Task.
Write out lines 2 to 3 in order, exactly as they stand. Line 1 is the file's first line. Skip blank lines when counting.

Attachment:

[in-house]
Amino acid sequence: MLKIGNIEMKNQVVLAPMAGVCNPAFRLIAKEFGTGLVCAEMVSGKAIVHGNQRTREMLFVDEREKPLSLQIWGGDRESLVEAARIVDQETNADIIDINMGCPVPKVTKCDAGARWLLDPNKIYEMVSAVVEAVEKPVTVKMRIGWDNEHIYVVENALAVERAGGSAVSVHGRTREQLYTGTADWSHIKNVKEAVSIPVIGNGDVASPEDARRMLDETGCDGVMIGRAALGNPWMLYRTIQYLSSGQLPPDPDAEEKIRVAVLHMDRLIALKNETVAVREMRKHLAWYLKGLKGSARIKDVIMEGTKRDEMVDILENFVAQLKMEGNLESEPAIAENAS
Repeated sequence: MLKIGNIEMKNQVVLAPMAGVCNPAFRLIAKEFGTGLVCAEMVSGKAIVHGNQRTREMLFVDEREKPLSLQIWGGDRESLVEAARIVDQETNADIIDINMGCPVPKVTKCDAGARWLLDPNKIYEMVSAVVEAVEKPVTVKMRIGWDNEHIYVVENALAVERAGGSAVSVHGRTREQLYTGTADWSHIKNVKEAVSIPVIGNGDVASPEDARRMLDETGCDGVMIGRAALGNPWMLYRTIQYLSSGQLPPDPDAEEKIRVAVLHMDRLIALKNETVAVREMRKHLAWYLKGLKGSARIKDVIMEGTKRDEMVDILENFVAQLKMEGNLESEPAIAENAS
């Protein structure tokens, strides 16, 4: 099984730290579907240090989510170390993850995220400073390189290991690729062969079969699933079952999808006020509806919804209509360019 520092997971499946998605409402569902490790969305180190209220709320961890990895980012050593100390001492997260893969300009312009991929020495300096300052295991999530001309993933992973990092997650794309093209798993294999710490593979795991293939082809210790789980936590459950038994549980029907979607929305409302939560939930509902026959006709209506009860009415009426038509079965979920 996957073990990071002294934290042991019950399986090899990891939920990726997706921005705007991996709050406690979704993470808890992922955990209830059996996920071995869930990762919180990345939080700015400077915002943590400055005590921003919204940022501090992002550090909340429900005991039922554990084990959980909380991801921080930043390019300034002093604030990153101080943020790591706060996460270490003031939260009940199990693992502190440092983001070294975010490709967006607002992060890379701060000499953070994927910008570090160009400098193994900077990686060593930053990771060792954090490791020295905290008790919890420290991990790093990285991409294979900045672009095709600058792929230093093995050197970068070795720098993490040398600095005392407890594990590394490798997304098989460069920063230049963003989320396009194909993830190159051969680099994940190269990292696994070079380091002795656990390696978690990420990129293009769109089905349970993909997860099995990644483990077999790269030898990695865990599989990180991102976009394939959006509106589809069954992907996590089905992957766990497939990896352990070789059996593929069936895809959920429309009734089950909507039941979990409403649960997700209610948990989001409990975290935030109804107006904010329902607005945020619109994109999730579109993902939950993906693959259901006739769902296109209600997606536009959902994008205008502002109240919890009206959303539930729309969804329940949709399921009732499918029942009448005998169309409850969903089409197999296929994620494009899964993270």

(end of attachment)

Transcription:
Amino acid sequence: MLKIGNIEMKNQVVLAPMAGVCNPAFRLIAKEFGTGLVCAEMVSGKAIVHGNQRTREMLFVDEREKPLSLQIWGGDRESLVEAARIVDQETNADIIDINMGCPVPKVTKCDAGARWLLDPNKIYEMVSAVVEAVEKPVTVKMRIGWDNEHIYVVENALAVERAGGSAVSVHGRTREQLYTGTADWSHIKNVKEAVSIPVIGNGDVASPEDARRMLDETGCDGVMIGRAALGNPWMLYRTIQYLSSGQLPPDPDAEEKIRVAVLHMDRLIALKNETVAVREMRKHLAWYLKGLKGSARIKDVIMEGTKRDEMVDILENFVAQLKMEGNLESEPAIAENAS
Repeated sequence: MLKIGNIEMKNQVVLAPMAGVCNPAFRLIAKEFGTGLVCAEMVSGKAIVHGNQRTREMLFVDEREKPLSLQIWGGDRESLVEAARIVDQETNADIIDINMGCPVPKVTKCDAGARWLLDPNKIYEMVSAVVEAVEKPVTVKMRIGWDNEHIYVVENALAVERAGGSAVSVHGRTREQLYTGTADWSHIKNVKEAVSIPVIGNGDVASPEDARRMLDETGCDGVMIGRAALGNPWMLYRTIQYLSSGQLPPDPDAEEKIRVAVLHMDRLIALKNETVAVREMRKHLAWYLKGLKGSARIKDVIMEGTKRDEMVDILENFVAQLKMEGNLESEPAIAENAS